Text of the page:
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LC circuit oscillation

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Capacitor $C_1$ is connected to point $A$ at $t=0$.The. switch is flipped to position $B$ at $t_1=\frac \pi3\sqrt {LC}$.Capacitor $C_2$ was uncharged while capacitor $C_3$ was charged to potential difference $\epsilon$ in the polarity shown before flipping the switch to $B$.The question is to find out charge on $C_3$ at time $t_2=t_1+\frac{53\pi}{180} \sqrt{\frac{LC}{3}}$
All the capacitors have same capacitance $C$

In this question I know the initial charges on capacitor but couldn't get what happens after time $t_1$ and $t_2$

asked May 8, 2017 in Physics Problems by Green (564 points)
edited May 12, 2017 by Green
Is it $E $ or $\epsilon $ on $C_3$ ?
It is the same thing.
Are all the capacitors the same value (C)?
Sorry @sammygerbil i forgot to mention that.yes the capacitors are all identical with same capacitance $C$
@sammygerbil I tried writing Kirchoff equation before time t1.It is $€=Ldi/dt+q/c$ writing di/dt as $ d^2q/dt^2$ I couldnit bring it in form of known differential equation .Have you any ideas regarding this?Thanks.

1 Answer

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Best answer

Both loops oscillate without any loss of energy.

In loop A the voltage across $C_1$ varies sinusoidally between $0$ and $2\epsilon$. The angular frequency of oscillation is $\omega_0=\frac{1}{\sqrt{LC}}$. So the voltage across $C_1$ at time $t_1$ after connection with the battery is $\epsilon (1-\cos\omega_0 t_1)$. See transient current in an LC circuit with a DC supply.

(This is similar to a mass on a spring in a uniform gravity field, with the mass being dropped when the spring is at its relaxed length. The mass oscillates around the equilibrium position for which $kx_0=mg$, so the extension oscillates between $0$ and $2x_0$. )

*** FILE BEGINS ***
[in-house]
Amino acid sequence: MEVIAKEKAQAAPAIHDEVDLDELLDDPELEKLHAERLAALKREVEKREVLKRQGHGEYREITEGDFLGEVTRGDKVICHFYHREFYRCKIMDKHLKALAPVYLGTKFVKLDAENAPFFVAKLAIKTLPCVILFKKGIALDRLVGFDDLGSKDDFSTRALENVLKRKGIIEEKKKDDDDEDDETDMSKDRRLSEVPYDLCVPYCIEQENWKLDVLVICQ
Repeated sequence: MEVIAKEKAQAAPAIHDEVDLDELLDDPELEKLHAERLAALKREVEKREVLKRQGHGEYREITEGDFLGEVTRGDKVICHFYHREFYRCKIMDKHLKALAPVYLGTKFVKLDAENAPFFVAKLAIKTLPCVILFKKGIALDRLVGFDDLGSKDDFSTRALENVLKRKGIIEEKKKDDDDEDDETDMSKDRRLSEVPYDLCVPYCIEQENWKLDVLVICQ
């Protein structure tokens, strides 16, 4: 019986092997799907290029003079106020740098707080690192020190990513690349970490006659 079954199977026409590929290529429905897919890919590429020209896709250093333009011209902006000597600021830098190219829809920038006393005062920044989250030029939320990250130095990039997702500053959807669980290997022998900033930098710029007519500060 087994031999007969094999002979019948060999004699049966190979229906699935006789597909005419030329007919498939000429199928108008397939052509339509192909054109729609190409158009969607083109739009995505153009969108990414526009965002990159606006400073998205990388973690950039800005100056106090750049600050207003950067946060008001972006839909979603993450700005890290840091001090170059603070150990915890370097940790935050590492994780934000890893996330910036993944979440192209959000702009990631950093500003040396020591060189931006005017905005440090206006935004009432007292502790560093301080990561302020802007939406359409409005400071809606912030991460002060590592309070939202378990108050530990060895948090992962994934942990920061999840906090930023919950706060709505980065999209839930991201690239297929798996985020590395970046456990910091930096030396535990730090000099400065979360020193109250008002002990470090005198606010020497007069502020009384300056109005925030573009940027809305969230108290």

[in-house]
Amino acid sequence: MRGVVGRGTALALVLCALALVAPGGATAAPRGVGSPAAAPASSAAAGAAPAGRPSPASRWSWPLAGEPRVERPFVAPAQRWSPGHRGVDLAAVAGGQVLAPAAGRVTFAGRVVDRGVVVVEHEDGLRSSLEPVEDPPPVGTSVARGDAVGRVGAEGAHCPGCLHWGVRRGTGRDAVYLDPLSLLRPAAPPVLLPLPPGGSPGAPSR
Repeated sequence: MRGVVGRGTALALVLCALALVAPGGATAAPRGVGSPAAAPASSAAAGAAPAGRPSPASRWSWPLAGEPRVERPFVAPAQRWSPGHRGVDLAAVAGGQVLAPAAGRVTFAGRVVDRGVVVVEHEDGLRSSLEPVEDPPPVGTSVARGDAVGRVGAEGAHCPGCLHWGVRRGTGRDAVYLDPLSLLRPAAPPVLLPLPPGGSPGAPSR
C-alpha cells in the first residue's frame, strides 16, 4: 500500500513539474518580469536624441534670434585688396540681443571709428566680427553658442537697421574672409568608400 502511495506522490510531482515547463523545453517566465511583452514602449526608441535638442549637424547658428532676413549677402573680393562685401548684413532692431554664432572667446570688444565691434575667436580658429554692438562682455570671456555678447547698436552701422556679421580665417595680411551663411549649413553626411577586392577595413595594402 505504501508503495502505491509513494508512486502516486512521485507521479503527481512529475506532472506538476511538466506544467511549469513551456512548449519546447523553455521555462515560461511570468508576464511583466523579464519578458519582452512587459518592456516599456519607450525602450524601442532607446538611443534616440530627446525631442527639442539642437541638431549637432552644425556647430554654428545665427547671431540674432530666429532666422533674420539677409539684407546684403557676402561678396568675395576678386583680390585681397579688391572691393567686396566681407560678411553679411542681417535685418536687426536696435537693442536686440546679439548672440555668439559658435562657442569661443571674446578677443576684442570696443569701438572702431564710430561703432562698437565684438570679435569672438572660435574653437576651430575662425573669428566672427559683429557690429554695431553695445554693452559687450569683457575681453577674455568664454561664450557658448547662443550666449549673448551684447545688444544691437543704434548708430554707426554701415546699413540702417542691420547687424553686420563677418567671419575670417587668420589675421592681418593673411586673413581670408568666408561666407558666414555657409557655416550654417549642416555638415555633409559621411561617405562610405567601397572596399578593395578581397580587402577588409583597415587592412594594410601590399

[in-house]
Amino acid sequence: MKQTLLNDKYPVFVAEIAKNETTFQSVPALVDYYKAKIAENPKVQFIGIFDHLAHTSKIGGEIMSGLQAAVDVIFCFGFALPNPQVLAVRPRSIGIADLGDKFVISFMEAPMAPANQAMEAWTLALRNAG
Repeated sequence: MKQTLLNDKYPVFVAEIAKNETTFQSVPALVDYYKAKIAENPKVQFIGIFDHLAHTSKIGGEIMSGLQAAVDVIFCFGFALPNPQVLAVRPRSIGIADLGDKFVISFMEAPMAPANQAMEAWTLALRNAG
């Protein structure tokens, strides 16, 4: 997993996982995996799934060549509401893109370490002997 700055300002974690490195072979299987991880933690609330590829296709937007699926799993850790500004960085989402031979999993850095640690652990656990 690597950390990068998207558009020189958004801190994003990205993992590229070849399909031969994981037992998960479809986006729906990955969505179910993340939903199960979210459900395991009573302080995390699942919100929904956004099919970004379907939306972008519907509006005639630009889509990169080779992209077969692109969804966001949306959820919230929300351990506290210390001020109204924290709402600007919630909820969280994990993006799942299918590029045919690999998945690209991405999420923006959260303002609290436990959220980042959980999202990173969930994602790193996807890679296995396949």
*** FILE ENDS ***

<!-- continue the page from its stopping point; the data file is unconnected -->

When the switch reaches position B the PDs across $C_1$ and $C_3$ are opposed. The total PD in the loop is $V=\epsilon_1 - E$ or $E-\epsilon_1$, depending on which is bigger, where $\epsilon_1$ is the PD across $C_1$ when the switch is moved from A to B.

(Query: Are $E$ and $\epsilon$ different? Perhaps the examiner intends them to be the same? Then we can be sure that the initial PD across $C_3$ will be greater than that across $C_1$.)

Loop B oscillates with different natural frequency $\omega=\sqrt{\frac{3}{LC}}$ because the capacitors are in series.

You can (I think) use the principle of superposition to write the PD across each capacitor in loop B in the same way as in loop A.

Imagine the net PD to be contained in a separate battery (as in loop A) of opposite polarity to the net PD $V$, and the 3 capacitors to be initially uncharged. The net PD of the battery oscillates sinusoidally between the one inductor and the 3 capacitors, between $0$ and $-2V$. The voltage across each capacitor reaches a maximum of $-\frac23V$.

On top of this solution you superpose the initial values of the PD across each capacitor. So $C_1, C_2, C_3$ reach maximum PDs of $-\epsilon_1-\frac23V, -\frac23V, E-\frac23V$. (I have used $-\epsilon_1$ as the initial PD on $C_1$ because it had opposite polarity to $C_3$. So assuming that $|\epsilon_1| \lt |E|$ then the reverse polarity on $C_1$ will initially increase.)

answered May 8, 2017 by sammy gerbil (26,096 points)
selected May 12, 2017 by Green
$\epsilon$ is same as $E$ sorry for the confusion. So the initial potential on $C_1$ is $\epsilon (1-\cos \pi /3)$ is $\epsilon /2$. So the net potential in loop $B$ is$\epsilon/2$ Hence according to your answer potential across $C_3$ should be $\epsilon + \epsilon/2(1-\cos \sqrt 3 \omega t)$ Putting value of t2 i am not getting the correct answer. Can you please suggest where i have committed mistake. Thanks
Oh yes I got it.the superposition technique works.
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